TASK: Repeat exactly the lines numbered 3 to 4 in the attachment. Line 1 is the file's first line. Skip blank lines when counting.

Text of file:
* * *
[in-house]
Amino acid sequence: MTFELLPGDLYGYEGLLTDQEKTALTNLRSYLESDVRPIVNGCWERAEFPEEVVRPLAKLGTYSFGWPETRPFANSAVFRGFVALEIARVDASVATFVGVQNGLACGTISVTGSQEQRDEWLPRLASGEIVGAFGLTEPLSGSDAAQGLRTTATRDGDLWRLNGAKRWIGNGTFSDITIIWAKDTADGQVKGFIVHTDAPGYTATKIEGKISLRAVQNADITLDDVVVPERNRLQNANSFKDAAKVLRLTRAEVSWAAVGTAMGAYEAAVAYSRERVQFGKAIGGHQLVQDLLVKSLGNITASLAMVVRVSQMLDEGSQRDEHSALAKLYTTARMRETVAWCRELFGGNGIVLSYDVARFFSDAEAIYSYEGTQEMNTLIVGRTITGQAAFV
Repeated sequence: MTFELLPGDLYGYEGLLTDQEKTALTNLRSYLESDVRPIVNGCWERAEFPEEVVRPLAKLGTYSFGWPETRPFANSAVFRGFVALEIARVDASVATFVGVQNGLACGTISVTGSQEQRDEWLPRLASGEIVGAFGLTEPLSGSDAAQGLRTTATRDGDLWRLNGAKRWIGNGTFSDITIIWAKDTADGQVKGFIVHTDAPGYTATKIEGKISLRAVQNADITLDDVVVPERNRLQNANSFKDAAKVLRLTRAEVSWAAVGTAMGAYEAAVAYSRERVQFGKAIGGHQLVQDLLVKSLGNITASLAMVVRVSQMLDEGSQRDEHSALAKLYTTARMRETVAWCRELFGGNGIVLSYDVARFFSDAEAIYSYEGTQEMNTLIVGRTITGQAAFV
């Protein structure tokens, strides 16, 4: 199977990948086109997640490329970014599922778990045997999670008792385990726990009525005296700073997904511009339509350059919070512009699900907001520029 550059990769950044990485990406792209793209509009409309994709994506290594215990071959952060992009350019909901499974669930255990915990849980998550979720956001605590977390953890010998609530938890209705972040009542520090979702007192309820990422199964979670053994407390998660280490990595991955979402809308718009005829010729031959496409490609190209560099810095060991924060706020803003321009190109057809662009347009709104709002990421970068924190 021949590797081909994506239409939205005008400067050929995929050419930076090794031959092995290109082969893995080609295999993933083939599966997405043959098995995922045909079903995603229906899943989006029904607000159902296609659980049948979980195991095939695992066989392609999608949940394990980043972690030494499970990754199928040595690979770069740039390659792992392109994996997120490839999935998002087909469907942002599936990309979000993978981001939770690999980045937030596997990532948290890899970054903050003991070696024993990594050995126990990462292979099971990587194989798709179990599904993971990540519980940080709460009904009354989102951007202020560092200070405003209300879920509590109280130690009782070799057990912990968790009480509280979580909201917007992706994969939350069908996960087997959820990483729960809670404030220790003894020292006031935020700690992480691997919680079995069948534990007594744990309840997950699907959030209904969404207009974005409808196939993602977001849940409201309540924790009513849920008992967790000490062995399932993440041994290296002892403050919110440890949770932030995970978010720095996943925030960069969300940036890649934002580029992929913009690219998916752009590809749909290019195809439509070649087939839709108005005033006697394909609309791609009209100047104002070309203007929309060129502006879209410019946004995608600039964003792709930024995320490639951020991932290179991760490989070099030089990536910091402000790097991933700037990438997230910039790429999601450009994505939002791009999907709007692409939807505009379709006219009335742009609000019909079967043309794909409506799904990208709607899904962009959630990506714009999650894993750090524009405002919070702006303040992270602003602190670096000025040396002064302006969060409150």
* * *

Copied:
Repeated sequence: MTFELLPGDLYGYEGLLTDQEKTALTNLRSYLESDVRPIVNGCWERAEFPEEVVRPLAKLGTYSFGWPETRPFANSAVFRGFVALEIARVDASVATFVGVQNGLACGTISVTGSQEQRDEWLPRLASGEIVGAFGLTEPLSGSDAAQGLRTTATRDGDLWRLNGAKRWIGNGTFSDITIIWAKDTADGQVKGFIVHTDAPGYTATKIEGKISLRAVQNADITLDDVVVPERNRLQNANSFKDAAKVLRLTRAEVSWAAVGTAMGAYEAAVAYSRERVQFGKAIGGHQLVQDLLVKSLGNITASLAMVVRVSQMLDEGSQRDEHSALAKLYTTARMRETVAWCRELFGGNGIVLSYDVARFFSDAEAIYSYEGTQEMNTLIVGRTITGQAAFV
């Protein structure tokens, strides 16, 4: 199977990948086109997640490329970014599922778990045997999670008792385990726990009525005296700073997904511009339509350059919070512009699900907001520029 550059990769950044990485990406792209793209509009409309994709994506290594215990071959952060992009350019909901499974669930255990915990849980998550979720956001605590977390953890010998609530938890209705972040009542520090979702007192309820990422199964979670053994407390998660280490990595991955979402809308718009005829010729031959496409490609190209560099810095060991924060706020803003321009190109057809662009347009709104709002990421970068924190 021949590797081909994506239409939205005008400067050929995929050419930076090794031959092995290109082969893995080609295999993933083939599966997405043959098995995922045909079903995603229906899943989006029904607000159902296609659980049948979980195991095939695992066989392609999608949940394990980043972690030494499970990754199928040595690979770069740039390659792992392109994996997120490839999935998002087909469907942002599936990309979000993978981001939770690999980045937030596997990532948290890899970054903050003991070696024993990594050995126990990462292979099971990587194989798709179990599904993971990540519980940080709460009904009354989102951007202020560092200070405003209300879920509590109280130690009782070799057990912990968790009480509280979580909201917007992706994969939350069908996960087997959820990483729960809670404030220790003894020292006031935020700690992480691997919680079995069948534990007594744990309840997950699907959030209904969404207009974005409808196939993602977001849940409201309540924790009513849920008992967790000490062995399932993440041994290296002892403050919110440890949770932030995970978010720095996943925030960069969300940036890649934002580029992929913009690219998916752009590809749909290019195809439509070649087939839709108005005033006697394909609309791609009209100047104002070309203007929309060129502006879209410019946004995608600039964003792709930024995320490639951020991932290179991760490989070099030089990536910091402000790097991933700037990438997230910039790429999601450009994505939002791009999907709007692409939807505009379709006219009335742009609000019909079967043309794909409506799904990208709607899904962009959630990506714009999650894993750090524009405002919070702006303040992270602003602190670096000025040396002064302006969060409150």